The Control of Public Land and the Consequences of Global Climate

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We are already seeing the consequences of global climate change all over the world. Severe storms, flooding, heat waves, drought, and rising sea levels are all manifestations of climate change. Scientists are now more certain than ever that the current warming trends are anthropogenic, the direct cause of pumping billions of metric tons of carbon dioxide into the atmosphere while simultaneously destroying natural carbon sinks. Despite the overwhelming evidence, industry and the desire to burn fossil fuels has not slowed in the least. New fossil fuel exploration leases are granted every year by the federal government as part of the initiative to become “energy independent.” As demand for energy rises, the need to extract more and dirtier fossil fuels will rise as well.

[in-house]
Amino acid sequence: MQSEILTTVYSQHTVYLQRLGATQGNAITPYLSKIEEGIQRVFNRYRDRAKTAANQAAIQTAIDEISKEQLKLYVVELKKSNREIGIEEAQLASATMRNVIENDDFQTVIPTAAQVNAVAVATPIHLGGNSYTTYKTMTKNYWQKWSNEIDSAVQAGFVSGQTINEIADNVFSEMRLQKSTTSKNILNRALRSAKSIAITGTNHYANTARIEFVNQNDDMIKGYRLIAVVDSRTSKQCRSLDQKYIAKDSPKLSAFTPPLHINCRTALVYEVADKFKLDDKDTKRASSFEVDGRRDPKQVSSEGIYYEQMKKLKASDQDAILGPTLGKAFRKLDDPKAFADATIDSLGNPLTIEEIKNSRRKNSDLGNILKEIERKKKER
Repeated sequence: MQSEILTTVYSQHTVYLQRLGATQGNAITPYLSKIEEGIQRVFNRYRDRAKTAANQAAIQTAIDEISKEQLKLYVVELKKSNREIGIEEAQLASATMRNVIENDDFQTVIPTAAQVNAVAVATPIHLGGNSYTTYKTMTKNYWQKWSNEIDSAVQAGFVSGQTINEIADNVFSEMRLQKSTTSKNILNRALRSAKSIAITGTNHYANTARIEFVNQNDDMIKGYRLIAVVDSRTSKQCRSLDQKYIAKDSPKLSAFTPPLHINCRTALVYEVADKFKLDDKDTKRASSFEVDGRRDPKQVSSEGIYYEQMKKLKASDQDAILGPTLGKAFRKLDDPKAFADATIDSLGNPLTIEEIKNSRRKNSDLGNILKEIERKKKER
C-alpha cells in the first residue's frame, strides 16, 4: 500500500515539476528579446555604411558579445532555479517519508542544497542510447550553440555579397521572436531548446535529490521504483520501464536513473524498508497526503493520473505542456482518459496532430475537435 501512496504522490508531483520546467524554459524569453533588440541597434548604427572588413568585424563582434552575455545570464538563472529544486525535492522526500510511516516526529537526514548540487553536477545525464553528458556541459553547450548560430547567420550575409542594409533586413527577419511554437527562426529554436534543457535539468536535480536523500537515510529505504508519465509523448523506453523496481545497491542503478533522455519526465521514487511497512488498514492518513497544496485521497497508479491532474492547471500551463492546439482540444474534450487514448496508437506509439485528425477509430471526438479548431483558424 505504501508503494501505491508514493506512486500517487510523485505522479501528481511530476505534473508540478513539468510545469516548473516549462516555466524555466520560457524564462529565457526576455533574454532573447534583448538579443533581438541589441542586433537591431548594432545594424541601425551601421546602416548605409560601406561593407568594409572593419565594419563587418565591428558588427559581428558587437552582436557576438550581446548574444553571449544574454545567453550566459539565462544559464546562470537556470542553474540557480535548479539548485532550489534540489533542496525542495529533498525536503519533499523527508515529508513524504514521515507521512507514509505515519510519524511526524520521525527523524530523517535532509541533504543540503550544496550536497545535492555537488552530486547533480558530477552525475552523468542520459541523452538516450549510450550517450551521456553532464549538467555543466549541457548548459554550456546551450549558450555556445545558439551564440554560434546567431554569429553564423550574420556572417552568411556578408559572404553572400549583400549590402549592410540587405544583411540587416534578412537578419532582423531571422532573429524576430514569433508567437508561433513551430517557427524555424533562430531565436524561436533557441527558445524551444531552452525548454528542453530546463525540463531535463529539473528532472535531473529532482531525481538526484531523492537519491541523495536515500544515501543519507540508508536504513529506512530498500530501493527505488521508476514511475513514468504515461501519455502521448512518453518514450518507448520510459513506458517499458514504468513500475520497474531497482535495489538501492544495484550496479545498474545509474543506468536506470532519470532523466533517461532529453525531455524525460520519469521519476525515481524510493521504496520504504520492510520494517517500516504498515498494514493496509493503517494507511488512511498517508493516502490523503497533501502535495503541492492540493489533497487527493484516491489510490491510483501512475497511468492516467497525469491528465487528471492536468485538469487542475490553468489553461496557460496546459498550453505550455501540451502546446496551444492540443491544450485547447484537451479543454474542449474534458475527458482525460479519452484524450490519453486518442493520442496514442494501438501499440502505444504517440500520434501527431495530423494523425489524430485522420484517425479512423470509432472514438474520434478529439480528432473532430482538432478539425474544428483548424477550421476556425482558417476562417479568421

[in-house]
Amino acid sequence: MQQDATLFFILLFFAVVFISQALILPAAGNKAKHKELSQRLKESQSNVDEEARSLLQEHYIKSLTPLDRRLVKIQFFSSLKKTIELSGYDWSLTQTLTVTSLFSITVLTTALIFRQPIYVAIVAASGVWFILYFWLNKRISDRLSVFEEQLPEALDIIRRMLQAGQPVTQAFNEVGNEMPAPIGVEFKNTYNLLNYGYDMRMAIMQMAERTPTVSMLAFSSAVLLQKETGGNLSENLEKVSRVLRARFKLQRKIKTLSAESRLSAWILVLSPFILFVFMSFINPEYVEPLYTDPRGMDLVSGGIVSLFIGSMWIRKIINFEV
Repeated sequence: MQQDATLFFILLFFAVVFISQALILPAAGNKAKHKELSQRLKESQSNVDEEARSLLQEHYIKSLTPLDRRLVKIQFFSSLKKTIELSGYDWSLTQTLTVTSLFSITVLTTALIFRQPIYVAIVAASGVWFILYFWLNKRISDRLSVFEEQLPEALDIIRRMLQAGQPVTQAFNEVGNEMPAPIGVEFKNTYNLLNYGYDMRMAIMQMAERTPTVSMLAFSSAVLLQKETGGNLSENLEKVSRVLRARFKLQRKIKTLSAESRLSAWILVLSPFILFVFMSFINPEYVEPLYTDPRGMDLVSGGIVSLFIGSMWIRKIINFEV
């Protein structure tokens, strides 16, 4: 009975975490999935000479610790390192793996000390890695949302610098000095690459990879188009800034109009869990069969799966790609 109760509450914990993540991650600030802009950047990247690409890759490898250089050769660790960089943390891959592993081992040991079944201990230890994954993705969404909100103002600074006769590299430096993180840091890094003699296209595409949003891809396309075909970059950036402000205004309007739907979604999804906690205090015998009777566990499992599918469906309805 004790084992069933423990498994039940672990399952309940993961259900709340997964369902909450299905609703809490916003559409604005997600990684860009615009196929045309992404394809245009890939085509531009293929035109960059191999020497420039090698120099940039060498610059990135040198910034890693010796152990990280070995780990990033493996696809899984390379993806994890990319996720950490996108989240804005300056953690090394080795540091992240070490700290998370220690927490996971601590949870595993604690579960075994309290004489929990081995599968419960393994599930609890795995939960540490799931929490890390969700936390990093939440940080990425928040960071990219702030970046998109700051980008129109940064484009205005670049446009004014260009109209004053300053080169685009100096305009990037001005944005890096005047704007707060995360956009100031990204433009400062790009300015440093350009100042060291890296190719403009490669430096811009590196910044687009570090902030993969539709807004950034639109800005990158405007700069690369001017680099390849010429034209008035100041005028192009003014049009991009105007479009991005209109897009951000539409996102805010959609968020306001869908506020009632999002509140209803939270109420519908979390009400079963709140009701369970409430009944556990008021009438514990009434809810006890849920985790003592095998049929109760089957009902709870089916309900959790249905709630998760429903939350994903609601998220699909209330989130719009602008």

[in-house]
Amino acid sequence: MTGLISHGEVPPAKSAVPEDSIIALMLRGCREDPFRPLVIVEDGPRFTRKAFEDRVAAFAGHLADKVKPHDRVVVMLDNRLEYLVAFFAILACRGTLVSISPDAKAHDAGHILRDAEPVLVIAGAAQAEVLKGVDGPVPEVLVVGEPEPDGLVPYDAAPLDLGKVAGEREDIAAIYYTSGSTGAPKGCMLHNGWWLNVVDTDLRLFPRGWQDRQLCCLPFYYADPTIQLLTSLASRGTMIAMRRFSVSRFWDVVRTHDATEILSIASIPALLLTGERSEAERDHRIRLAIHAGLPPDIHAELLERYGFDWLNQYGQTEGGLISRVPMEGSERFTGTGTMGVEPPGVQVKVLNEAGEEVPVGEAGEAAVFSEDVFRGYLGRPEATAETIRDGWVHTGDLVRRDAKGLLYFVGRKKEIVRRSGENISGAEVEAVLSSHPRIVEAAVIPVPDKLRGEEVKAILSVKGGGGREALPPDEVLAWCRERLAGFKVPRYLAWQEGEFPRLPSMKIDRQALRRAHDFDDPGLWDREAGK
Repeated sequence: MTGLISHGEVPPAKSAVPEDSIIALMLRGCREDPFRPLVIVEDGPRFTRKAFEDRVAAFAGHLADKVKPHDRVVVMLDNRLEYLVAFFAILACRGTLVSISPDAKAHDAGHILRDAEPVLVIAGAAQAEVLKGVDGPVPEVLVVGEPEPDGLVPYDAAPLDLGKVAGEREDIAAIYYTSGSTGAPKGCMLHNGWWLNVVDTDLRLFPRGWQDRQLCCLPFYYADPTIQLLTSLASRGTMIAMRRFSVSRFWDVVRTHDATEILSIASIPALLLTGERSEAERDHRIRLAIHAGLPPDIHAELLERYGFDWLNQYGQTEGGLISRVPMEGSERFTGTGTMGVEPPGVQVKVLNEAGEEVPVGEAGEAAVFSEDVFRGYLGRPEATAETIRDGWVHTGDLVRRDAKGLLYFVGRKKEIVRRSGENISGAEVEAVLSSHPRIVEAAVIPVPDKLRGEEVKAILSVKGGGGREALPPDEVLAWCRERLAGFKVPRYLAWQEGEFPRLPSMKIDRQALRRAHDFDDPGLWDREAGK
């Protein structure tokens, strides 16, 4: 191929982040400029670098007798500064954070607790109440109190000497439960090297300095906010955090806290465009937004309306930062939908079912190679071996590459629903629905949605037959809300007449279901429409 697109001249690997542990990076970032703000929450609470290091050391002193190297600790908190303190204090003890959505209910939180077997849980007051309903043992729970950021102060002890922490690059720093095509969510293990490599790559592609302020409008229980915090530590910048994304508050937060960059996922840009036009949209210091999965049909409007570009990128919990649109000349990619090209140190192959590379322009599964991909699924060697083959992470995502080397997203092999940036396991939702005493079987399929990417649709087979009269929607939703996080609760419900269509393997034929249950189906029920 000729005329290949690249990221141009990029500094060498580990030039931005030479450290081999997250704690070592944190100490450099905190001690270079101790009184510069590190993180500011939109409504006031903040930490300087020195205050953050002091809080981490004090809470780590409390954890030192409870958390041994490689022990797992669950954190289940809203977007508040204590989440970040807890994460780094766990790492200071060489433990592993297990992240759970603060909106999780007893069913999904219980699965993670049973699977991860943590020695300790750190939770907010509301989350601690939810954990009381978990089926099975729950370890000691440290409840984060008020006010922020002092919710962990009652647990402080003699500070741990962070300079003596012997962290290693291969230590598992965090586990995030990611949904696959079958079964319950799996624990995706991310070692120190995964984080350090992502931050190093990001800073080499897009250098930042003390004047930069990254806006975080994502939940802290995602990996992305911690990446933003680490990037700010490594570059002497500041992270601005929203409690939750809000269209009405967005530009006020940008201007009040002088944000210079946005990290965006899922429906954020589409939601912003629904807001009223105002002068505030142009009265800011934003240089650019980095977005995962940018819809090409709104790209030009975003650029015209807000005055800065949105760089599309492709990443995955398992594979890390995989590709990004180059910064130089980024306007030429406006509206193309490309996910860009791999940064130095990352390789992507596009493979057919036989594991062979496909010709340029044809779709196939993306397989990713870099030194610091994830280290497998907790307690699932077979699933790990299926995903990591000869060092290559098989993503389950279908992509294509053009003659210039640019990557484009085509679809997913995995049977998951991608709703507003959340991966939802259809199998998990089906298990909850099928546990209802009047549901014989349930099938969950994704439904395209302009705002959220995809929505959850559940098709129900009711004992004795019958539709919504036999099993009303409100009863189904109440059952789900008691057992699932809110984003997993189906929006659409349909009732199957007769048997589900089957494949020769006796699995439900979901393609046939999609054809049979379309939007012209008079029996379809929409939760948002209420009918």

Tar sands oil and oil shale are dirtier cousins to conventional oil. Despite its name, oil shale is not oil at all, but a rock that contains a waxy substance known as kerogen. Kerogen has only one tenth the energy potential of crude oil. When kerogen is heated to high temperatures, it liquefies and can been turned into a synthetic petroleum product. There are two methods to extract the kerogen from rocks. The first is to mine it, crush it, and heat it without oxygen in a machine known as a retort. The second method is to heat the rock while it is still in the ground, and pump the liquefied kerogen to the surface, a process known as situ. Each method is more energy and water intensive and more
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